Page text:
* stash, from Darn Cheap about a year ago
** which was a nice surprise 'cause I didn't think I had anything appropriate. This length had had erased itself from my memory. I can't even remember where it came from.
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montjoye: (Default)
( Sep. 14th, 2013 12:21 pm)
I'm pleased to say I have made a good start on releasing my inner dressmaker. This literally gorgeous fabric begged to come home with me on a shopping trip with Antonia. More recently it has been firmly insisting that it wanted to be a proper dress rather than the skirt I originally meant to make. The design is partly inspired by some of the recent frocks from "Dress a Day".

I reckon I get an A for appropriate use of fabric and cut. Accuracy of fit and Construction both only get a B. I think I score an A+ for efficient cutting and fabric piecing to get this frock out of just 1.5m. Cutting was made more difficult by the print not lining up with the grain of the fabric. The fabric was off grain when the print went on I think.


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more pics )

I shall have at least most of the rest of today away from sewing. What next I wonder? I need to remember that I only have time for a couple more moderately complex garments before I go back to work.

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So I have sensitive skin, but that is not really the point of this post. Years ago, a doctor recommended I use a very gentle, soap free cleanser, which comes in big ugly bottles with (to me) clinical overtones. So I did.  It's a perfectly pleasant product to use and works for my purposes but the packaging is ugly.

Somewhat later, a dermatologist with a makeup fixation talked me into buying that smaller bottle of slightly fancier and 8 times more expensive, very neutral cleanser. I was dubious because it's main claim to efficacy was the inclusion of "French spring water". Ha. It turned out to be barely distinguishable from the product in the ugly bottle. Maybe it has a slightly finer texture, maybe.

Later still, I had used all the new product, but I liked the bottle, so I refilled it from the ugly bottle.

Even later I caught myself thinking "this french stuff really is nicer". Oh really self? really? don't you remember you refilled this pleasant little bottle from the big ugly one? Ha, crazy lady.

So the lesson is something like: package your product well and (at least some dumb) people will think better of it.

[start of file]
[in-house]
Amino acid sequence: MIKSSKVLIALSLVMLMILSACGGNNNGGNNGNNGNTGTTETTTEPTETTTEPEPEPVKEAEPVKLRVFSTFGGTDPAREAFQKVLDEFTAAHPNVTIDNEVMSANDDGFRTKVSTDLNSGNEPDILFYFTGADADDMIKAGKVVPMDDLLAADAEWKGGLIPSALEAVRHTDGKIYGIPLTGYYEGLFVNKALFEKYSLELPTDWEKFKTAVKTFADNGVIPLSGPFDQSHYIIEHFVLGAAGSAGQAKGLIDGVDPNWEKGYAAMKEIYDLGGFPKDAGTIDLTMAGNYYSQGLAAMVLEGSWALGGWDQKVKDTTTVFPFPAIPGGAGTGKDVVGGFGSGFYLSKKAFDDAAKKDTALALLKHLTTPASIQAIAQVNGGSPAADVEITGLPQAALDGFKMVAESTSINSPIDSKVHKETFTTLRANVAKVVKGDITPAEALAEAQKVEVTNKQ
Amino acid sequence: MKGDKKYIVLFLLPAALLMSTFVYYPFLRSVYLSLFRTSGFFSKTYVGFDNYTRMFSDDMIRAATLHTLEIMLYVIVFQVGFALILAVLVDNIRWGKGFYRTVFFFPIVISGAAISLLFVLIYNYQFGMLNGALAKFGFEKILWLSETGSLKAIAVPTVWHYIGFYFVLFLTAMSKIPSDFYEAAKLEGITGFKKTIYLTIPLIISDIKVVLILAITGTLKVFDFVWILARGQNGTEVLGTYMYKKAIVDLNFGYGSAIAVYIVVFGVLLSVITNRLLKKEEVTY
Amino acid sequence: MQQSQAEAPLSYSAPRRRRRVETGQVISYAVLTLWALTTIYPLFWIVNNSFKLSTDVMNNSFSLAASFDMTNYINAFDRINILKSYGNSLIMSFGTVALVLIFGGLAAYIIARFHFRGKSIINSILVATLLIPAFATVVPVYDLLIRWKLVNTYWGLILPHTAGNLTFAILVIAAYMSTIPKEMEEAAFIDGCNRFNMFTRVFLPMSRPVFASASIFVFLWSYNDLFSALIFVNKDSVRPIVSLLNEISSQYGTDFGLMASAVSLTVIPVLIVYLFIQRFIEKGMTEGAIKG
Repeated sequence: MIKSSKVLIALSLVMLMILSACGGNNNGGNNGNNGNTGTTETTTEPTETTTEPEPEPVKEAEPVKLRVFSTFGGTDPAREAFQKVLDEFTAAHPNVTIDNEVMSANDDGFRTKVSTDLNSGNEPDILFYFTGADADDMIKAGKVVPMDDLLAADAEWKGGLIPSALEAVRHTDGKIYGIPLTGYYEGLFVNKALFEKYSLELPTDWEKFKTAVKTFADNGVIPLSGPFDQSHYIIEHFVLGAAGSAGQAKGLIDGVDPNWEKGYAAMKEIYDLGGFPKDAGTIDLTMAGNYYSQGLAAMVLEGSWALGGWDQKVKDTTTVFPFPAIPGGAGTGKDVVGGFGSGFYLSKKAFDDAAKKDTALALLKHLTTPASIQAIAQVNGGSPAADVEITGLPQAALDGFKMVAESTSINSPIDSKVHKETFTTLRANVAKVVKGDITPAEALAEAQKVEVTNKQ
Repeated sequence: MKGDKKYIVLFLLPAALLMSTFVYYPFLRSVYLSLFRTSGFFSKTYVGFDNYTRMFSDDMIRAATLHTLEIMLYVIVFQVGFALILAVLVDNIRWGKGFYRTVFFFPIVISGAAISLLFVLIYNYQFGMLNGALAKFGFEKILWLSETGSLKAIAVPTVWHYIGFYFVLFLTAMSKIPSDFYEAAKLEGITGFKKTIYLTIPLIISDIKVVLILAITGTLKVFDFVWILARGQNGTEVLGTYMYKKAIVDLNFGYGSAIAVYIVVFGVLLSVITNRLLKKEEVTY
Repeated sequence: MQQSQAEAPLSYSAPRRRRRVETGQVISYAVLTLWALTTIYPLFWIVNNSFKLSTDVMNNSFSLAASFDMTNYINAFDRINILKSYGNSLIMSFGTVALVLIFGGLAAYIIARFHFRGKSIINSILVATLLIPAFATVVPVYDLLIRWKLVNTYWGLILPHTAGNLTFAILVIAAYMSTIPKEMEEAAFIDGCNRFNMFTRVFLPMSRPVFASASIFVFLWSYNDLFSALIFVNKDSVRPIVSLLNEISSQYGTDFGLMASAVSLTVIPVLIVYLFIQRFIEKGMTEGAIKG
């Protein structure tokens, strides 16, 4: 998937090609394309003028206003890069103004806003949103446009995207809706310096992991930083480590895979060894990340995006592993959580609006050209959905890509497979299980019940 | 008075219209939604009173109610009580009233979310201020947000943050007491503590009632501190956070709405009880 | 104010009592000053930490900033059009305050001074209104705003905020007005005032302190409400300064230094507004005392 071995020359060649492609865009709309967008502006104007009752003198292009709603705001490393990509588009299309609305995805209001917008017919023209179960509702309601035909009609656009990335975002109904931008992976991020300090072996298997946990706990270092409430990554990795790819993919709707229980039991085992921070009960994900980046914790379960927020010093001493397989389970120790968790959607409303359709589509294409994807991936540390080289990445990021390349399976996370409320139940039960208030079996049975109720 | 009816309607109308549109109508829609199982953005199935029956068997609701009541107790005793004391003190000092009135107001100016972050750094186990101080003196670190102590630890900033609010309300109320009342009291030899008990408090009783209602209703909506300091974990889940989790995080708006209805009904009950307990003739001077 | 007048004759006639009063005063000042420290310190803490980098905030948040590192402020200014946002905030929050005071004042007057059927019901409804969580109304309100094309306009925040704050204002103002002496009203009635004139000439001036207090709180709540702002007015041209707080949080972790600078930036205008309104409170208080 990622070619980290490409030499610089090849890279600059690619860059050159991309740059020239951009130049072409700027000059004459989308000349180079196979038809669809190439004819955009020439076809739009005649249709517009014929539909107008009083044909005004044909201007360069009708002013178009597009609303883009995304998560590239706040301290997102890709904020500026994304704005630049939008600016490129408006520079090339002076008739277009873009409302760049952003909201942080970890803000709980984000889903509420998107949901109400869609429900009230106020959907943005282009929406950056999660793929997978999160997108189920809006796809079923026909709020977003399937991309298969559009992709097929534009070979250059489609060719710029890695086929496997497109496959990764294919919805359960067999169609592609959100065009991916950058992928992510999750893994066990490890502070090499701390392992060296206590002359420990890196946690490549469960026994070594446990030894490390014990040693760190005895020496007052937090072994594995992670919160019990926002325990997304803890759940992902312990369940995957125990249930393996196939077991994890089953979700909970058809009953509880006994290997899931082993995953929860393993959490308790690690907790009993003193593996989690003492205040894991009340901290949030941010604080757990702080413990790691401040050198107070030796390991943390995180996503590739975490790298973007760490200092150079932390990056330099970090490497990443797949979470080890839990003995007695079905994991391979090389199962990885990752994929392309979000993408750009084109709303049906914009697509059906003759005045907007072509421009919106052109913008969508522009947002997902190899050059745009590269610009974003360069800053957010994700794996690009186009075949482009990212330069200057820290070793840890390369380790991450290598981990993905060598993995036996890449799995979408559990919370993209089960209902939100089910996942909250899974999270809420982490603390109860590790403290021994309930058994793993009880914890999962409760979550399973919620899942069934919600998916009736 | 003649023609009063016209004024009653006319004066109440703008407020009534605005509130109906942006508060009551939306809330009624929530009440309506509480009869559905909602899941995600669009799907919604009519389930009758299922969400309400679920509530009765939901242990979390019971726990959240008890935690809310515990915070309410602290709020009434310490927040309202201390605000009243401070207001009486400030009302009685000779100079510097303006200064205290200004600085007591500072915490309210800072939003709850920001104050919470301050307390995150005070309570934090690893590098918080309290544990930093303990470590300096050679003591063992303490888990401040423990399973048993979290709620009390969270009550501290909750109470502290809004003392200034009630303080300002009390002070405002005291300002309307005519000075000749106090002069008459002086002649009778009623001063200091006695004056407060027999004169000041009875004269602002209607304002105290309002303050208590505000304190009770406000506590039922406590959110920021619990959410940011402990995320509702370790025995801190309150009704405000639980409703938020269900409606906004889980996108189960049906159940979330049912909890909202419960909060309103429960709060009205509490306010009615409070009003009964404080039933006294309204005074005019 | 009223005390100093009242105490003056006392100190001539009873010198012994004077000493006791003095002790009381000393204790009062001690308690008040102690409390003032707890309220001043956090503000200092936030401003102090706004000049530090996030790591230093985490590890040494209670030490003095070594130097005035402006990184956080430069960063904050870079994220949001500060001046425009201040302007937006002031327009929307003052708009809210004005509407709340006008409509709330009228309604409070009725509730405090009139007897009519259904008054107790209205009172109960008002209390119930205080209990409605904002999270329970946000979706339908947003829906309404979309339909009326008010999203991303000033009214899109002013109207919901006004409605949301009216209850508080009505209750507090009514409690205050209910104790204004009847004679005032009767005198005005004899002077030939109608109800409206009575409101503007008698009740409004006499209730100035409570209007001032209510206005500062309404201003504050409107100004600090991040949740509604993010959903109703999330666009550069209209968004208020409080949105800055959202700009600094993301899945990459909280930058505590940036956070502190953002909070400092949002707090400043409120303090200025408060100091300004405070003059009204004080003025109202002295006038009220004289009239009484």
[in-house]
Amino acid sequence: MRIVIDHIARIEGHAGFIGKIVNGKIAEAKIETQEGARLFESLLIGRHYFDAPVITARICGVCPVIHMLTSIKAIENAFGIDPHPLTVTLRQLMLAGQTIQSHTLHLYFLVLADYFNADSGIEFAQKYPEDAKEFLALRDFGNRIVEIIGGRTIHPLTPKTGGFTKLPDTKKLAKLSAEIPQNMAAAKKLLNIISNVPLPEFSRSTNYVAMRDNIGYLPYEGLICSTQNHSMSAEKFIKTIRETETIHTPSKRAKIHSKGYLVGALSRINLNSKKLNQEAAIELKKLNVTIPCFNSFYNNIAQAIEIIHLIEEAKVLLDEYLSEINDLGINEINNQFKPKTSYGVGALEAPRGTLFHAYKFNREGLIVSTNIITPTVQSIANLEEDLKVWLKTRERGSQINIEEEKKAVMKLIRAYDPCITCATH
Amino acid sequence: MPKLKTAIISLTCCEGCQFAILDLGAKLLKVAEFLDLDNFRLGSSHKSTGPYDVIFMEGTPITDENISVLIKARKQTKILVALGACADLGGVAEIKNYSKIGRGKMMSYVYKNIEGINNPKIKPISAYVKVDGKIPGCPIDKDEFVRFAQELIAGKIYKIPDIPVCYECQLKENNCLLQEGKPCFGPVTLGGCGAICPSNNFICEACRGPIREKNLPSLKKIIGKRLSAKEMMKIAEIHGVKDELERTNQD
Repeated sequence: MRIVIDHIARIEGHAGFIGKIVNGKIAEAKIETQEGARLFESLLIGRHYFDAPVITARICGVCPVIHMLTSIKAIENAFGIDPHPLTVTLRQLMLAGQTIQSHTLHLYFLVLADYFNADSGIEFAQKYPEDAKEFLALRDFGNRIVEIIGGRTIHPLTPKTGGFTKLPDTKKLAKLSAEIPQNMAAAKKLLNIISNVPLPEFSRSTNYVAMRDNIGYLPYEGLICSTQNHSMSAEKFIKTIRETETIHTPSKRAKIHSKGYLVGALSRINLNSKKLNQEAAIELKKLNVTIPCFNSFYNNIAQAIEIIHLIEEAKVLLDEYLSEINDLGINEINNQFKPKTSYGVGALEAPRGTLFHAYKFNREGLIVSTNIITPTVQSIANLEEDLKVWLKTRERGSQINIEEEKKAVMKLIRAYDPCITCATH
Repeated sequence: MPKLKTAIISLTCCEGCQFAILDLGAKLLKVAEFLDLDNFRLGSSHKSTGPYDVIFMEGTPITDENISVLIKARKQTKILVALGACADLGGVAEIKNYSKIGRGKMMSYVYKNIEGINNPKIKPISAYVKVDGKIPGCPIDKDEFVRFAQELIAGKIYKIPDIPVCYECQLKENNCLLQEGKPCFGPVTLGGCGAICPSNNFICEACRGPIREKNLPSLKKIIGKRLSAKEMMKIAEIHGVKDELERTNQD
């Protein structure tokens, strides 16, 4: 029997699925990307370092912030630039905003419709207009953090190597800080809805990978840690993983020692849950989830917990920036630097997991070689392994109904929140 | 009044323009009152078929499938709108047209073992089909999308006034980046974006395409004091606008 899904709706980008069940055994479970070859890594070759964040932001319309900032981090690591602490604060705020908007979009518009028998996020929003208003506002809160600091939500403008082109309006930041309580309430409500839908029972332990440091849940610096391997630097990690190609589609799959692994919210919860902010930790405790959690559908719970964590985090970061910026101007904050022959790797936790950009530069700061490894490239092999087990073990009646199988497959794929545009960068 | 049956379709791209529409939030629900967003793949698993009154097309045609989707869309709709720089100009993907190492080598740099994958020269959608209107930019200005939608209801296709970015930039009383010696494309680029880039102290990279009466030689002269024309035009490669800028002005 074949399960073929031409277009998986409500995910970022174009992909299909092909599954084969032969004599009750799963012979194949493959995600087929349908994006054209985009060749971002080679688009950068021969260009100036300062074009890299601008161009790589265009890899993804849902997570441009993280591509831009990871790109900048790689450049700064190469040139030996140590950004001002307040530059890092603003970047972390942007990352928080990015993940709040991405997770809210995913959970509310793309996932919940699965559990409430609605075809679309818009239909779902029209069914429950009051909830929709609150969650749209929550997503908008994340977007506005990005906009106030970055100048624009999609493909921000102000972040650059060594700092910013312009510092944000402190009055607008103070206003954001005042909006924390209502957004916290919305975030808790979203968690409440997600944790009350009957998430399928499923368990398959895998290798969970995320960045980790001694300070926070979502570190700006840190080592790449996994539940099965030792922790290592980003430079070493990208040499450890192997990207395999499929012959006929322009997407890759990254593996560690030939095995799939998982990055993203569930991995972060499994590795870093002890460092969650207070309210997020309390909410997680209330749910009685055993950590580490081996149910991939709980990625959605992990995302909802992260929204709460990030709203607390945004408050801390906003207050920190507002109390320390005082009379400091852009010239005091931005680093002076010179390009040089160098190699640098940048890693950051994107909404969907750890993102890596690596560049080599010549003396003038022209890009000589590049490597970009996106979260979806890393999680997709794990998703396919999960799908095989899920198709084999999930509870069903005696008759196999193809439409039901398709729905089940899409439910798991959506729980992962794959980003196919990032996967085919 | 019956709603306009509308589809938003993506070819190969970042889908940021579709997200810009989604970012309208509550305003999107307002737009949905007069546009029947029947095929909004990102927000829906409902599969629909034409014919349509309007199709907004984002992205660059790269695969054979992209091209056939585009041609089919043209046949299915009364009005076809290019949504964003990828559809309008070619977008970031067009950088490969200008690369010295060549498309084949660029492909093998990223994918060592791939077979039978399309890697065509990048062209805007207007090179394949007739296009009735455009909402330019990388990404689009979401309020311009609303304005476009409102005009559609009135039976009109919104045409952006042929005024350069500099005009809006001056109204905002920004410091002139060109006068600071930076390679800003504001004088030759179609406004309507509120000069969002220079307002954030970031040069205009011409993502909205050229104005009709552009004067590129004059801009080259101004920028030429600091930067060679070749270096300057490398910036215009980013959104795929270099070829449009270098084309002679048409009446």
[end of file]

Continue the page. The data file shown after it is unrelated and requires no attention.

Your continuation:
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The inverse is true too. Take decent preferred product in ugly bottles:

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Repackage them into more attractive receptacles and feel happier when you use them. Works for me :-)

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montjoye: (Default)
( Apr. 6th, 2013 06:22 pm)
I bought a new dome tent a little over a year ago. It's case was ambitiously small. Given the tent fit in there when I bought it, it ought to have been possible to get it back in there. This has not been proven true in reality. So I rolled the tent comfortably, and made a new bag to put it in, entirely from stash and recycled bits. Hurrah. The bright blue and yellow ripstop are leftovers from a similar project for my sleeping bag years ago, so they will even look nice together, regardless of the tent itself being bright green.


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montjoye: (Default)
( Mar. 25th, 2013 04:09 pm)
The labels, they arrived! at the 11th hour (on my last day at work before this holiday). I had actually chosen a different style, as you may remember, but I did have several windows open that night, comparing different ones. So it's possible the mistake was mine? Anyway, at least the colours are right. I can work with this.

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I'm rather glad now that I hadn't got around to wearing this new shirt. Now it can be taken out into the world labelled! Quite possibly tomorrow.
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Last night, quite late and without a fully formed prior intention of doing so-I ordered 100 cloth labels that should finish up looking like this:

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I've wanted woven labels to put in my finished items for years. Part of what kept me back was not knowing what to put on the labels. Part was fear of it looking like despicable hubris. Now I have both an informal "brand" that appeals to me and enough confidence that this will been seen in a positive way.


I knew I wanted cotton woven labels. Many sellers, including the only one I found where you can upload an image to have made up- only work in synthetics. I could not find the combination of cotton labels and simple online ordering of custom designs. Many places will do whatever text you like in a selection of pre-designed styles, often with the option of a motif, but only from their selection. What I really wanted would need to be a fully custom design. This could be done, but would take more organisation and be more costly, at least because the minimum order quantities are higher. This may happen one day, but the choice I've made is pleasing to me and will do nicely for now.